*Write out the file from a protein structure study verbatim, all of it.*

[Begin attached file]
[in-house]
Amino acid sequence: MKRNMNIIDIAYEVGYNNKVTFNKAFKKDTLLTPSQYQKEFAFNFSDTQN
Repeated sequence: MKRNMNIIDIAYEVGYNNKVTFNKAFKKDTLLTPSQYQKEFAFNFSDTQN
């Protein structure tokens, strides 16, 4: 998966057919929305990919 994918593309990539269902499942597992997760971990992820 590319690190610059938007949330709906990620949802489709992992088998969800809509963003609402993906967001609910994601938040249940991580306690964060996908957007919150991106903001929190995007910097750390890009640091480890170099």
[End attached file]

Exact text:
[in-house]
Amino acid sequence: MKRNMNIIDIAYEVGYNNKVTFNKAFKKDTLLTPSQYQKEFAFNFSDTQN
Repeated sequence: MKRNMNIIDIAYEVGYNNKVTFNKAFKKDTLLTPSQYQKEFAFNFSDTQN
């Protein structure tokens, strides 16, 4: 998966057919929305990919 994918593309990539269902499942597992997760971990992820 590319690190610059938007949330709906990620949802489709992992088998969800809509963003609402993906967001609910994601938040249940991580306690964060996908957007919150991106903001929190995007910097750390890009640091480890170099």